AFCI troubleshooting suggestions

goldstar

Senior Member
Location
New Jersey
Occupation
Electrical Contractor
You could have a neutral to EGC fault and it won't trip the breaker until a load is turned on. That's why it will trip on either side when something is turned on. If you put in a GFCI only breaker, it will do the same. Find where the fault is, or find where the neutral may be tied into another circuit.
That's good advice. I wasn't aware that that it wouldn't trip until the load is turned on but the more I tink about it the more it makes sense.. I spoke to the HO yesterday and will not be able to get there until wednesday. I hope I find it.
 

kwired

Electron manager
Location
NE Nebraska
That's good advice. I wasn't aware that that it wouldn't trip until the load is turned on but the more I tink about it the more it makes sense.. I spoke to the HO yesterday and will not be able to get there until wednesday. I hope I find it.
I believe as part of listing requirements class A GFCI's have a detection circuit to detect N-G faults even with no load on the circuit, a current is injected onto N and if circuit is completed via G- through the source and back to the GFCI on the hot, it sees same kind of imbalance that it is looking for in any trip condition.
 

goldstar

Senior Member
Location
New Jersey
Occupation
Electrical Contractor
I believe as part of listing requirements class A GFCI's have a detection circuit to detect N-G faults even with no load on the circuit, a current is injected onto N and if circuit is completed via G- through the source and back to the GFCI on the hot, it sees same kind of imbalance that it is looking for in any trip condition.
I do not understand why the manufacturers didn’t do that with a AFCI’s as well. After all, a lot of the issues are caused by overdriven staples. Thanks for the info.
 

kwired

Electron manager
Location
NE Nebraska
I do not understand why the manufacturers didn’t do that with a AFCI’s as well. After all, a lot of the issues are caused by overdriven staples. Thanks for the info.
The dual function ones presumably do this. It is a ground fault protection thing and not an arc fault protection thing.

I don't think the GFPE devices do this either, just the class A GFCI's.
 

Little Bill

Moderator
Staff member
Location
Tennessee NEC:2017
Occupation
Semi-Retired Electrician
The dual function ones presumably do this. It is a ground fault protection thing and not an arc fault protection thing.

I don't think the GFPE devices do this either, just the class A GFCI's.
I can't speak to other brands, but Eaton DF breakers do not trip from a neutral-ground fault, or crossed neutrals, until a load is applied. I just finished a new house that had a tripping DF breaker. I discovered it only tripped when the lights for that room was turned on. I found that the room had been mistakenly fed from two branch circuits and the neutrals were crossed. Lights turned on from either location of the two branch circuits would cause a trip.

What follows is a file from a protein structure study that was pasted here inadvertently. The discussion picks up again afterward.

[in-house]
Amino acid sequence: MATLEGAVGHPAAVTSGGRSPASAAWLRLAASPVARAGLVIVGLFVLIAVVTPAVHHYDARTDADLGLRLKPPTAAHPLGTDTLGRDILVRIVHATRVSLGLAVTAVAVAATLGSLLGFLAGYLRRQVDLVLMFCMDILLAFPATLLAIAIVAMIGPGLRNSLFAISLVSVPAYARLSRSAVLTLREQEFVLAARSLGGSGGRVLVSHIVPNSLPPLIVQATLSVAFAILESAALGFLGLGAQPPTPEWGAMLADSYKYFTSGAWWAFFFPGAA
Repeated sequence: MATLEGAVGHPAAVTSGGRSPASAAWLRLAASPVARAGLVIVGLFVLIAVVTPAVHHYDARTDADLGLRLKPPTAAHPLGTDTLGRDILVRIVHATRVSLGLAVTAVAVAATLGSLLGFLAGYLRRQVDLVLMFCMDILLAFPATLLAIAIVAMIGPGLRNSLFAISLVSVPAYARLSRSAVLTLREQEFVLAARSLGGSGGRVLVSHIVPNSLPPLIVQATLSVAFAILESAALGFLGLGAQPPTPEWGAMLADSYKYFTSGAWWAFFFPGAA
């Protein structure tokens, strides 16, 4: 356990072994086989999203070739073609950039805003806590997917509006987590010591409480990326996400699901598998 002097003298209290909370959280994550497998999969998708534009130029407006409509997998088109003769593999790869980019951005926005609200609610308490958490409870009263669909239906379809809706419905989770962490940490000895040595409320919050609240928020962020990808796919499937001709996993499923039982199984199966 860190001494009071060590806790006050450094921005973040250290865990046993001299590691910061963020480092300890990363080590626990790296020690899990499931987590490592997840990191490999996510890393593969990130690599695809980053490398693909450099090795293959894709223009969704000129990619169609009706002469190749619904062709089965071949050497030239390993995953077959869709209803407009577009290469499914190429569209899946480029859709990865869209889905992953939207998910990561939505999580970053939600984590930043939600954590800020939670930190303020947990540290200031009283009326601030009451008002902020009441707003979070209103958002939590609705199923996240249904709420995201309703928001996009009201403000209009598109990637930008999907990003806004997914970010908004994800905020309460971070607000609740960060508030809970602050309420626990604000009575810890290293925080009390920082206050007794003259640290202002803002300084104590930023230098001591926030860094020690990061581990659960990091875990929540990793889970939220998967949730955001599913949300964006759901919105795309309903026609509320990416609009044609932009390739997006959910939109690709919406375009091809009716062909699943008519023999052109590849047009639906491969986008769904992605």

goldstar

Senior Member
Location
New Jersey
Occupation
Electrical Contractor
The dual function ones presumably do this. It is a ground fault protection thing and not an arc fault protection thing.

I don't think the GFPE devices do this either, just the class A GFCI's.
Understood. Thanks for pointing that out.
 

mtnelect

HVAC Contractor
Location
Southern California
Occupation
Contractor
I can't speak to other brands, but Eaton DF breakers do not trip from a neutral-ground fault, or crossed neutrals, until a load is applied. I just finished a new house that had a tripping DF breaker. I discovered it only tripped when the lights for that room was turned on. I found that the room had been mistakenly fed from two branch circuits and the neutrals were crossed. Lights turned on from either location of the two branch circuits would cause a trip.

Would you support my proposed change to the NEC ?
 

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  • NATIONAL ELECTRIC CODE - Proposal NEC 2025.pdf
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goldstar

Senior Member
Location
New Jersey
Occupation
Electrical Contractor
Well, I found it and I first want to thank Action Dave and others who suggested that I use a GFCI breaker in place of a regular breaker. There was a dead short between the neutral and the EGC. I had to split apart all the wiring (blacks, whites and grounds) in (3) 3-gang switch JB's and a receptacle JB in order to trace the problem. On the affected circuit was the lighting in the 1st Fl bath, the hallway lighting, outdoor lighting, receptacles and lighting in the office. It ended up being in a 3-wire/3-way switch NM cable for the hallway lights. I wasn't able to isolate the problem at the recessed lights so I'm guessing it was a staple in the wire. I ended up cutting the EGC short at each end and installing a small wire nut on that EGC. I figured that was the best way to remedy this rather than cut the walls and ceilings open. This really threw me for a loop because the only time the AFCI tripped was when the bath fan was turned on or when the office lights were turned on. It never tripped when the hallway lights were turned on.